Excerpt for The Ghetto Valedictorian by , available in its entirety at Smashwords


Knowledge Became My Hustle!


Willis Major


Published by



Copyright March, 2 2017 by Willis G. Major

Published on Smashwords

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First and foremost, I thank God for all his blessings.

Secondly, I thank my parents for nurturing my mind & spirit in the right direction and giving me the love and support I needed.

Lastly, I dedicate this book to my children. The love I have for them inspired me to write this book and to pass on the wisdom I have learned to others while on this difficult journey we call life.

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About This Book

This book is about how a young boy from the inner city hood was able to defy the odds and become successful. He started off in the wrong direction but with the proper guidance and the blessings from God, he was able to fight through all the bad influences. He was able to stay focused enough to choose a path that would lead him to a better life, instead of staying on the path of self-destruction. Although he did not have the advantages that more well off individuals in the middle class or wealthy had, he did have the loving support of his family and a thirst for learning. So Knowledge became his hustle.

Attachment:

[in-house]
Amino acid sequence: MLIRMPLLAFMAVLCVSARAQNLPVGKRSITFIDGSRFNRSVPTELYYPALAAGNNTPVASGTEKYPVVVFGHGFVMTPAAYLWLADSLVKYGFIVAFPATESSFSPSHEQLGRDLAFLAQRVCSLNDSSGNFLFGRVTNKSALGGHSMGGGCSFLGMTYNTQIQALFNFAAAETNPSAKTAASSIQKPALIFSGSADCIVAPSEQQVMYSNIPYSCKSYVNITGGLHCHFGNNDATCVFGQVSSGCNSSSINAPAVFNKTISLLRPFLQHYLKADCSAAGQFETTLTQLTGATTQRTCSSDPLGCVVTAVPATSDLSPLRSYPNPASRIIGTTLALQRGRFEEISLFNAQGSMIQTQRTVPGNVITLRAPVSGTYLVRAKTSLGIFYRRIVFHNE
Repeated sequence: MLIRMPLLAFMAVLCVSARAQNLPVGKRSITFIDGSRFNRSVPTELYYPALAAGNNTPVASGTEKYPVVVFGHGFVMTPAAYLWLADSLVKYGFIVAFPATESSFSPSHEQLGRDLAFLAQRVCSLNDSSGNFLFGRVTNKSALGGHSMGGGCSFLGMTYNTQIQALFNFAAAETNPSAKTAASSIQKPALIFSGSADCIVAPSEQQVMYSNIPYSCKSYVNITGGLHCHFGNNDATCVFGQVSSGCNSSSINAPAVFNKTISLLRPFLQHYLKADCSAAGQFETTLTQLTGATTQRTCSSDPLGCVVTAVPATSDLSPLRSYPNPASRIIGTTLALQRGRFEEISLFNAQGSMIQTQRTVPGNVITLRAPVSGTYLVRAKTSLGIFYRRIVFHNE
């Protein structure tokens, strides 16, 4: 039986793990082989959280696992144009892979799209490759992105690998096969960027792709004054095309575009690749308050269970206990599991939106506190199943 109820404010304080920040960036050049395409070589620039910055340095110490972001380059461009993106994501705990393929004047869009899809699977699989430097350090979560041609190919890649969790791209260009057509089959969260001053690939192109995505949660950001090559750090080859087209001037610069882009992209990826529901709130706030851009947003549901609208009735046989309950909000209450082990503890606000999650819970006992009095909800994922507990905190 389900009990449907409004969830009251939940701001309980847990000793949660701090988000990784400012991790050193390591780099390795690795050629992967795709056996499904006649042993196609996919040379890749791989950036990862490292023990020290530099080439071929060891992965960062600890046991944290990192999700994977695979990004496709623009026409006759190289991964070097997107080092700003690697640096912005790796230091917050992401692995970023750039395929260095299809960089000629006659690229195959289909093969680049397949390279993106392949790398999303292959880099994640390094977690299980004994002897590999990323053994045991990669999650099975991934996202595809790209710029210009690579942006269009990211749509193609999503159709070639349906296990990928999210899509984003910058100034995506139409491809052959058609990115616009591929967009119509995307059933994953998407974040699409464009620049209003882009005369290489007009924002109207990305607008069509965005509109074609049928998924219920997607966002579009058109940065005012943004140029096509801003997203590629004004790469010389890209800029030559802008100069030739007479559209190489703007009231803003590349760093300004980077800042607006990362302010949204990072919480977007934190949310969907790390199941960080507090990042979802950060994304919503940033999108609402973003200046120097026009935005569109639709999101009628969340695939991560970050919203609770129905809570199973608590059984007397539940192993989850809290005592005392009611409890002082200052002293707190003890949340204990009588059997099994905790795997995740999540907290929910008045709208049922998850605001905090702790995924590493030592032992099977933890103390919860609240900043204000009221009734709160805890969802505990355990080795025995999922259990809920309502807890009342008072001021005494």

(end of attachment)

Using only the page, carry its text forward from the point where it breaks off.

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Most kids who have big dreams and goals have a solid foundation to base those goals and dreams on. Some kids are fortunate enough to have parents, grandparents, and great grandparents who were rich, owned businesses or were highly educated and could give them that silver spoon in their mouth. Some kids might have aunts or uncles or cousins who have become so successful that they can offer advice and support to help them reach their dreams and goals. Some kids are in an area where friends and neighbors can be the inspiration and support to help them achieve their goals and give them the proper guidance in life. When we come into this world we are born equal. This is what I have always heard but couldn’t understand. How could we be born equal when some kids were born into rich families while others into poor families? How can we be born equal when some kids are born into educated families and others into less educated families? How can we be born equal when some are born to a race that has historically had all the power and influence when others are born into a race with less power and influence? How can we be born equal when some kids are born unhealthy or blind when other kids are born healthy and can see? I wrestled with this for a long time and then one day I began to understand the meaning of the words. I began to understand being born equal means equal in the eyes of God and not about equal in terms of fleshly pleasures. We are born equal in Gods eyes and how we live our life under each circumstance we are dealt is what tips the balance of the scales towards good or evil to make us not equal in the eyes of God, which is all that really matters.